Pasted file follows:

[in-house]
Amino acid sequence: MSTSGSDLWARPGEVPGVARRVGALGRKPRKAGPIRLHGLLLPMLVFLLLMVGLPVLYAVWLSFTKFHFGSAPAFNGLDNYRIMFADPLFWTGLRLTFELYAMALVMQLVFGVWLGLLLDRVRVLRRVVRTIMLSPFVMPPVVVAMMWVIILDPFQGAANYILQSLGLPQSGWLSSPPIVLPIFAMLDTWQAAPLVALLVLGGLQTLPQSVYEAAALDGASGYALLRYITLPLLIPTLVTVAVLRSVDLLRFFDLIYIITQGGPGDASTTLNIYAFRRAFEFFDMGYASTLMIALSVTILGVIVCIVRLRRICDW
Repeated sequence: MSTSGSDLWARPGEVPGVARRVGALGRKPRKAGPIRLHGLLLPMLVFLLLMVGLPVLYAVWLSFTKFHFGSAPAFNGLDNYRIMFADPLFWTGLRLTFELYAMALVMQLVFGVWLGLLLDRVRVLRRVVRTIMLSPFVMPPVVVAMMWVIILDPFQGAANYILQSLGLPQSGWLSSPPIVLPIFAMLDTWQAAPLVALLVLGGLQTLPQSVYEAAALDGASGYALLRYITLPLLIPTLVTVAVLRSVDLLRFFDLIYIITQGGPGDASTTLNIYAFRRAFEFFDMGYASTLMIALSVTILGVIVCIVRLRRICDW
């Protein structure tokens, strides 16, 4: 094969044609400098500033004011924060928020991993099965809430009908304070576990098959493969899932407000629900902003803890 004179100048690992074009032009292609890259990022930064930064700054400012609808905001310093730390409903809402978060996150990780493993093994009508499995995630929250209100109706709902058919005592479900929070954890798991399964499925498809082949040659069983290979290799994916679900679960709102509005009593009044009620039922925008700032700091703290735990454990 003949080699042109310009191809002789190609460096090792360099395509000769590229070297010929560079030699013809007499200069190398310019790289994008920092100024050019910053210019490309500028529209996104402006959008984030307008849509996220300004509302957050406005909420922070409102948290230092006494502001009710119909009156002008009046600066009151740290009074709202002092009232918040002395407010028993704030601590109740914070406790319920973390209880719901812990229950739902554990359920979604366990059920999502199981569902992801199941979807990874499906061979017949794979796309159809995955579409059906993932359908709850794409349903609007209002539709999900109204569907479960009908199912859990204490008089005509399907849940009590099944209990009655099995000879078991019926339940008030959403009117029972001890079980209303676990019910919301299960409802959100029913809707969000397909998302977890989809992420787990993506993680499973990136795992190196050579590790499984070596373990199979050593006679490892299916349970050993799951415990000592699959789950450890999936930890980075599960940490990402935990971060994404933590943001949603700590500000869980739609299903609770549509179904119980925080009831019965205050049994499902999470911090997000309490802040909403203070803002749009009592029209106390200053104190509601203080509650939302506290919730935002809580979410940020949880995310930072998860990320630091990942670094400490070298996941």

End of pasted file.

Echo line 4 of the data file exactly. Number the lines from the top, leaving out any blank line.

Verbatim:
């Protein structure tokens, strides 16, 4: 094969044609400098500033004011924060928020991993099965809430009908304070576990098959493969899932407000629900902003803890 004179100048690992074009032009292609890259990022930064930064700054400012609808905001310093730390409903809402978060996150990780493993093994009508499995995630929250209100109706709902058919005592479900929070954890798991399964499925498809082949040659069983290979290799994916679900679960709102509005009593009044009620039922925008700032700091703290735990454990 003949080699042109310009191809002789190609460096090792360099395509000769590229070297010929560079030699013809007499200069190398310019790289994008920092100024050019910053210019490309500028529209996104402006959008984030307008849509996220300004509302957050406005909420922070409102948290230092006494502001009710119909009156002008009046600066009151740290009074709202002092009232918040002395407010028993704030601590109740914070406790319920973390209880719901812990229950739902554990359920979604366990059920999502199981569902992801199941979807990874499906061979017949794979796309159809995955579409059906993932359908709850794409349903609007209002539709999900109204569907479960009908199912859990204490008089005509399907849940009590099944209990009655099995000879078991019926339940008030959403009117029972001890079980209303676990019910919301299960409802959100029913809707969000397909998302977890989809992420787990993506993680499973990136795992190196050579590790499984070596373990199979050593006679490892299916349970050993799951415990000592699959789950450890999936930890980075599960940490990402935990971060994404933590943001949603700590500000869980739609299903609770549509179904119980925080009831019965205050049994499902999470911090997000309490802040909403203070803002749009009592029209106390200053104190509601203080509650939302506290919730935002809580979410940020949880995310930072998860990320630091990942670094400490070298996941």